Arborvitae trees in the landscape

July 18, 2014 by  
Filed under Wind Energy Tips

Posted: Thursday, July 17, 2014 1:43 pm

Updated: 2:42 pm, Thu Jul 17, 2014.

Arborvitae trees in the landscape

Lance Ellis

University of Idaho Extension Educator

Teton Valley News



One of the most planted, yet many times unsuccessful to get established and to grow trees in the landscape are arborvitae trees. They look much like a juniper, but are not junipers, and do not have the same undesirable attributes that many junipers have. Arborvitae are known for their tall columnar shape and emerald green foliage. They are sold at almost all garden centers and are easily found. Here are a few tips for selecting the right arborvitae for your yard.

The first criterion is to choose a variety that is cold hardy for your location, which under most circumstances is not an issue. Most nurseries only sell cold hardy varieties of this plant, but occasionally a cold sensitive variety may be shipped in, so check the label to make sure that it is cold hardy to at least a zone 4. Most often arborvitae are sold potted or have their root systems balled and burlapped. Balled and burlapped means that the trees were grown in a production field, and then dug, and had their root ball wrapped in burlap to prevent it from falling apart.

Too often when these trees are dug, the root system is severely damaged and reduced, and the tree cannot recover from the shock of being balled and burlapped and ends up dying after being planted. Being an evergreen tree, they are using water all year round, and for this reason, fail to survive in our windy and dry climate after losing most of their root system when they are dug and transplanted. The trick to getting your arborvitae successfully transplanted is to buy a smaller tree at planting, which because of its size, has had less root damage, and also has less top growth to try and support on a small root system.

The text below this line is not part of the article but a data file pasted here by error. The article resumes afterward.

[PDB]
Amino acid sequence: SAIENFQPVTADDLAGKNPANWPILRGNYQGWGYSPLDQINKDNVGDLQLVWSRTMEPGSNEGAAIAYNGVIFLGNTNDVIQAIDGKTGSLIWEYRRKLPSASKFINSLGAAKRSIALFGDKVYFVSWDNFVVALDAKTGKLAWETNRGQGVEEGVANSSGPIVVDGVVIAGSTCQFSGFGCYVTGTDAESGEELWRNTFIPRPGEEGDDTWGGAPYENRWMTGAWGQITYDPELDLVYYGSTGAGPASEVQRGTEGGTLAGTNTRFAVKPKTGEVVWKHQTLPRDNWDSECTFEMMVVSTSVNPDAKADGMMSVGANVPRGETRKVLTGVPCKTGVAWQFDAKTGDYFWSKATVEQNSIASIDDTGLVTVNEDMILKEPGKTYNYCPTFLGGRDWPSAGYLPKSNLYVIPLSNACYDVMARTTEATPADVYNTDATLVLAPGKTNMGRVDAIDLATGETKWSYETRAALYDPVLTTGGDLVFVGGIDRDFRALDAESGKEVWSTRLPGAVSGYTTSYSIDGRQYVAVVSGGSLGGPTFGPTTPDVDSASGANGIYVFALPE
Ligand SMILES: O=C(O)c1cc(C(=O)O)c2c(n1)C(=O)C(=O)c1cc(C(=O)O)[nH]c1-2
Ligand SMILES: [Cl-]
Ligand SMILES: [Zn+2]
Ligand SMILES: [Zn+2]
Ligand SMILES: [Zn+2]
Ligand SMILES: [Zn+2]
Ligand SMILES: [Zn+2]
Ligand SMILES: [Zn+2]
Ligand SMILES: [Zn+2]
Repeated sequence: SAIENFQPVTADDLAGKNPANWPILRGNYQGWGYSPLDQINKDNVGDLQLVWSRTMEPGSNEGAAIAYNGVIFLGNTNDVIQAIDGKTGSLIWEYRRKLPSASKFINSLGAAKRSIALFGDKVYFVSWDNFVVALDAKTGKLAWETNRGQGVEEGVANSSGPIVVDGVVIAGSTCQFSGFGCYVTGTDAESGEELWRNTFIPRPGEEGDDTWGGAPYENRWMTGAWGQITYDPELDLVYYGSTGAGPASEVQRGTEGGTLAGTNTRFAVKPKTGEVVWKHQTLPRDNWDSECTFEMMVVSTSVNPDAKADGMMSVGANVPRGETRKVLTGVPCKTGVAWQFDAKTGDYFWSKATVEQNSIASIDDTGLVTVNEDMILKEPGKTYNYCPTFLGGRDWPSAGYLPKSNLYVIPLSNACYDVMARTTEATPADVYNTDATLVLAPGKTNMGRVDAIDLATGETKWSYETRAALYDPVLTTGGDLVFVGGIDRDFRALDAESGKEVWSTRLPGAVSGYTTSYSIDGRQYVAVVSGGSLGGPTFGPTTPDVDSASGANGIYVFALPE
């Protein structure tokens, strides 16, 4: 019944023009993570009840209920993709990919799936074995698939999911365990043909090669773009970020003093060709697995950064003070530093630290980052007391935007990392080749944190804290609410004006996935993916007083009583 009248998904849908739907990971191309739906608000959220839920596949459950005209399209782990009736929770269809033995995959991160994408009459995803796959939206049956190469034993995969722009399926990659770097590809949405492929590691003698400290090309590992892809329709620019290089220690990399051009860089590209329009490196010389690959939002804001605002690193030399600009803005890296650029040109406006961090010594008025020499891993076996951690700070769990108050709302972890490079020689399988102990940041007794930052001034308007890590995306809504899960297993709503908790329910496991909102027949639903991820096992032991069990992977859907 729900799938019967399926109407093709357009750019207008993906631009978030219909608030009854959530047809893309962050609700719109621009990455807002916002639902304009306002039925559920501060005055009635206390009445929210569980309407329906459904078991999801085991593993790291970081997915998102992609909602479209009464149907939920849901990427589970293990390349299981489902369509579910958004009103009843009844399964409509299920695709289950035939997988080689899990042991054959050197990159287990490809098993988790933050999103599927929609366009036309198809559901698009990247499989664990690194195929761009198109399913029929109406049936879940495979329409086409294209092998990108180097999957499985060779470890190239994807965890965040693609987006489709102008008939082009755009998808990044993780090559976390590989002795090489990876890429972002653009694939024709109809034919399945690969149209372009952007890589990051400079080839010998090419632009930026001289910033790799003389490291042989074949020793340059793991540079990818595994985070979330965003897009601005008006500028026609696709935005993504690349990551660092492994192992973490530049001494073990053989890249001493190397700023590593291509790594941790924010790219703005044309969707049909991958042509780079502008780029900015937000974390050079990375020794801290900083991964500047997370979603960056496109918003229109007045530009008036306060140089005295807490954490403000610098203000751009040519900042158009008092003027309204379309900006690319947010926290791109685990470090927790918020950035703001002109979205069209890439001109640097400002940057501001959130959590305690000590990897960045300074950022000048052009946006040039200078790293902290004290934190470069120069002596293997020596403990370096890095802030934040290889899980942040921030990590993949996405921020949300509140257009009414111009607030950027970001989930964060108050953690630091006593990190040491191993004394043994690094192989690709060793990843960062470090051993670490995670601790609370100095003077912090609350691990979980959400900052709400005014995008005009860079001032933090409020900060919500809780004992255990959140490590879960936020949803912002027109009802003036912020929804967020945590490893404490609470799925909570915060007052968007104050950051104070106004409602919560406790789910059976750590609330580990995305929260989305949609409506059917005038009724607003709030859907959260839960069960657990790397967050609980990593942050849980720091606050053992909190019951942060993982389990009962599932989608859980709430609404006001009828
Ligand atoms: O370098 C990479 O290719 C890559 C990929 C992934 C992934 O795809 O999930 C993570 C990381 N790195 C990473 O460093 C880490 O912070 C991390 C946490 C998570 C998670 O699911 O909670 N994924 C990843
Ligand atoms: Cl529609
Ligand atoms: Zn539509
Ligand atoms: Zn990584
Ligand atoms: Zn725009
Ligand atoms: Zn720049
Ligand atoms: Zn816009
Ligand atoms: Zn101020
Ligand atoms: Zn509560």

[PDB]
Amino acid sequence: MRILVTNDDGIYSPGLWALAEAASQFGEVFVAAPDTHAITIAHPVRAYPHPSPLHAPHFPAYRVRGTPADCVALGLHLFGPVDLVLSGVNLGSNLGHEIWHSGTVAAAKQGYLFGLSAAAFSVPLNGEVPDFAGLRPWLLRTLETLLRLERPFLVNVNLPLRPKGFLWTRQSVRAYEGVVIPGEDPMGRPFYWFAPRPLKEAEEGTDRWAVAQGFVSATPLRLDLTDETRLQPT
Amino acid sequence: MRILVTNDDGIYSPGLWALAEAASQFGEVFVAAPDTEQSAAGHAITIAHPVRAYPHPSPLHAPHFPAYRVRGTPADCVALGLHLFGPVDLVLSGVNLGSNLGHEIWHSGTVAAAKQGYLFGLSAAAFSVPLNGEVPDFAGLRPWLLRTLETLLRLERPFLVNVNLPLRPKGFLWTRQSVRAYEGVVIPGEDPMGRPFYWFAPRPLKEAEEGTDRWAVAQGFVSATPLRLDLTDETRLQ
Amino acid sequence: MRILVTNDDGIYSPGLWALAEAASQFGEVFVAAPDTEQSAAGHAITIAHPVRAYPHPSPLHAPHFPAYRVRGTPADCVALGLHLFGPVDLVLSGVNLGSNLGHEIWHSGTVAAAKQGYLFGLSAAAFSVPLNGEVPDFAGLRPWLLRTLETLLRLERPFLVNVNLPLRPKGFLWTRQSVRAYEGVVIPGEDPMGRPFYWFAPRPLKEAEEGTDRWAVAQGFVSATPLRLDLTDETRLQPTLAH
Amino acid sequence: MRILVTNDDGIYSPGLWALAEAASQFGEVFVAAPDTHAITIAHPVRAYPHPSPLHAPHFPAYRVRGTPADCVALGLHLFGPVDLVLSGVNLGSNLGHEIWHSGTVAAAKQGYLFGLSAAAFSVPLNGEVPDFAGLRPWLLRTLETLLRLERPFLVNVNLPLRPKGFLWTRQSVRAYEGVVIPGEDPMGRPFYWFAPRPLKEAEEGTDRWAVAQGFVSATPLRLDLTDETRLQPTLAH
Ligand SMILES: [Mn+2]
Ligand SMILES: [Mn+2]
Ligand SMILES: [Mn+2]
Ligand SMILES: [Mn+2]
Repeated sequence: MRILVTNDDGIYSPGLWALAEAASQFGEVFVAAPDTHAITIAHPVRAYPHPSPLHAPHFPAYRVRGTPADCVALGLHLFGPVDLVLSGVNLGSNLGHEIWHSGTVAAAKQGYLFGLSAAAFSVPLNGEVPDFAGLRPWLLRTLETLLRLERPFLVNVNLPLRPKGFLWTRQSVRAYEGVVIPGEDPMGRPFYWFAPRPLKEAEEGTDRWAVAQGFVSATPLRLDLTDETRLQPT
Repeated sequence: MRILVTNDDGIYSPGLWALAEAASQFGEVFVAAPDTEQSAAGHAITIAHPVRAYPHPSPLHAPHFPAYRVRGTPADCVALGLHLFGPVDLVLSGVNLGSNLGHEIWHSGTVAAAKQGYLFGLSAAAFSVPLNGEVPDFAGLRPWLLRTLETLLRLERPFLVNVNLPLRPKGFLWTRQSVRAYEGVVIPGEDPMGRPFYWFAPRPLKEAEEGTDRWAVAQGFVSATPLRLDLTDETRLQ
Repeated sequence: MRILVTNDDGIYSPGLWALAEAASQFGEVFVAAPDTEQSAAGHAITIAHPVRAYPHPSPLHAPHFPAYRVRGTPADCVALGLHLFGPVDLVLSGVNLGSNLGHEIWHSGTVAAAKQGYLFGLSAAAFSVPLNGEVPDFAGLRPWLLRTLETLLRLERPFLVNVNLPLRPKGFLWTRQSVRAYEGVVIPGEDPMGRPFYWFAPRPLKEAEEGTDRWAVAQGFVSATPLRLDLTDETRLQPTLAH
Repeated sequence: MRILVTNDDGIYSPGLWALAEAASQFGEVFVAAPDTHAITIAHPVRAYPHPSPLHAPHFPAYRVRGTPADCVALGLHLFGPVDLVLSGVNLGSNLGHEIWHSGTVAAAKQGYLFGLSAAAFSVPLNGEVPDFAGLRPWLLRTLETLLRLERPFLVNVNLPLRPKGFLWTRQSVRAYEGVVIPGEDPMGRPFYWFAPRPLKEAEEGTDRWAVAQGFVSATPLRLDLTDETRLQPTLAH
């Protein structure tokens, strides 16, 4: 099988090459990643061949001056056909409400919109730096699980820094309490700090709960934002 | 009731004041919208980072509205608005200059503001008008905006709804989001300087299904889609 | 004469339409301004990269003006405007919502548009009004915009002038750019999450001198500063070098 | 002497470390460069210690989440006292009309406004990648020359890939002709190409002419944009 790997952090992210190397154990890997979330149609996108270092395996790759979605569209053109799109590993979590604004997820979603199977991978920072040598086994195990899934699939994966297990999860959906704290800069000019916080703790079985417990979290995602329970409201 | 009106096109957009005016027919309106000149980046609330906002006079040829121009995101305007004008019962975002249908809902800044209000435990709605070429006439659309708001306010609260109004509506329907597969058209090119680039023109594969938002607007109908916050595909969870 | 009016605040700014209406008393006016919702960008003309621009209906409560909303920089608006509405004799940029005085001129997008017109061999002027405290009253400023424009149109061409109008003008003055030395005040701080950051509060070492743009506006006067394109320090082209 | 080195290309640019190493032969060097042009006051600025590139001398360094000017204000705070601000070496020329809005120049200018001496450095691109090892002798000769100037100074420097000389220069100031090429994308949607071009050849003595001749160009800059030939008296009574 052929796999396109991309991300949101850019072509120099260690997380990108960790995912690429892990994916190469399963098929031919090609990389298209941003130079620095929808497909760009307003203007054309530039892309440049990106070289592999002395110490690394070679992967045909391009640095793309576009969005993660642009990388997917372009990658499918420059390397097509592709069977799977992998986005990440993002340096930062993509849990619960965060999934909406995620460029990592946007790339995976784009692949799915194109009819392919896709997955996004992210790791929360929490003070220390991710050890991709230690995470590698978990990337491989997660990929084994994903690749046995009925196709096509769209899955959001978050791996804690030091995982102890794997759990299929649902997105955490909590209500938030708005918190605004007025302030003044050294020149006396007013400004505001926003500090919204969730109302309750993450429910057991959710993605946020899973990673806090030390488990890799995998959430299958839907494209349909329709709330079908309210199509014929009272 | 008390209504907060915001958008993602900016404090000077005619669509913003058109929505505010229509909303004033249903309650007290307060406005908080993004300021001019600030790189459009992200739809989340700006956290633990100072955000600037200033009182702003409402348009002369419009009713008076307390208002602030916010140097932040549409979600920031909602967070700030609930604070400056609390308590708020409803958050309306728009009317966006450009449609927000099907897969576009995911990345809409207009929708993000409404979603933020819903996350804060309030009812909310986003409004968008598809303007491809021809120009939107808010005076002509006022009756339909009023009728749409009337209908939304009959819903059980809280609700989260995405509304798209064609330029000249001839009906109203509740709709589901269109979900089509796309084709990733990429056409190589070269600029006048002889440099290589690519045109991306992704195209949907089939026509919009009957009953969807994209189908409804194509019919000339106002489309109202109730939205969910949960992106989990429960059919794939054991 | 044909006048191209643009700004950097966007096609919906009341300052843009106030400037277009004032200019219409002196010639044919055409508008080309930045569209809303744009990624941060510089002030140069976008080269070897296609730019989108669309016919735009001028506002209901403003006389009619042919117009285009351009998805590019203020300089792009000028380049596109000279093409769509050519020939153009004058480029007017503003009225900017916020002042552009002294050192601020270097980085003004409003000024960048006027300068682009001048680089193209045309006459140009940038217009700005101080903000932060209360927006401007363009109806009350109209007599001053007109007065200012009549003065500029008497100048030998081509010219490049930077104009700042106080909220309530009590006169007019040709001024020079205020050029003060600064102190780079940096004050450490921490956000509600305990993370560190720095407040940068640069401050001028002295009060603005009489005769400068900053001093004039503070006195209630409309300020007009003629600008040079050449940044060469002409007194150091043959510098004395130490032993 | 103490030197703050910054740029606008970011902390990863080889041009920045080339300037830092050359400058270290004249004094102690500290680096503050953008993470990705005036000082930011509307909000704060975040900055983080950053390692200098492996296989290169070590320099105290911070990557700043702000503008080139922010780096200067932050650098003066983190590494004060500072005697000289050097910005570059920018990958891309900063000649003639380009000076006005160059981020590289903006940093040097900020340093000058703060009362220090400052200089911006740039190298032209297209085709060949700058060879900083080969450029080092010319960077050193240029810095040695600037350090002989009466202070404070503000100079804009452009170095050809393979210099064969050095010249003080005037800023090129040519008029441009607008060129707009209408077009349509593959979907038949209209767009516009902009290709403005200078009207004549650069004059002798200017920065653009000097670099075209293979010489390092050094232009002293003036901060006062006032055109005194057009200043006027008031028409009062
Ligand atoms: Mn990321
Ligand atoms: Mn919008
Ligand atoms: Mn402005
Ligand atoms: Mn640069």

After planting it is crucial the trees have sufficient watering or else they slowly dehydrate and die. Arborvitae are notorious for winter dieback due to dehydration. Giving these trees a deep soaking of water throughout the late fall into the early winter helps them to resist winter damage from cold drying winds. This type of evergreen should never be used as a wind break tree, as they do not handle the drying effects of the wind.

If they are in a windy location, they will have sections of the tree die out from wind desiccation, which once a branch turns brown and dies it should be pruned out. A dead branch on a tree will never come back to life, so just prune it out and allow the tree to refill itself in that spot. They generally will regrow in pruned out empty locations if there is ample sunshine reaching that spot. Most trees will regrow bare spots as long as there is sufficient light available. (It’s too bad that re-growing hair isn’t the same way.) What the tree is doing is investing in branches where it can get a return from photosynthesis. If a spot on the tree is severely shaded, it will not generally send out new branches or leaves in that area.

It’s just not worth it for the tree to waste that energy on a branch that will never produce any food for the rest of the tree. Arborvitae generally don’t have many pest problems in our area with the exception of spider mites. These insects attack several different plants. If your arborvitae begins to take on a bronze or yellowish color, especially where there are dusty conditions you may want to check for this pest by shaking a branch over a white sheet of paper. If little dots begin to move on the paper you probably have spider mites.

Fine webbing is also a sign. They are very small and can build up rapidly. They love dry and dusty conditions so if you end up with a problem you can spray the foliage with a strong jet of water to dislodge them, which will also wash off the dust. Doing this every few days for a few weeks, along with proper watering, will go a long way in reducing problems with this pest.

For questions contact Lance at 624-3102.

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Thursday, July 17, 2014 1:43 pm.

Updated: 2:42 pm.

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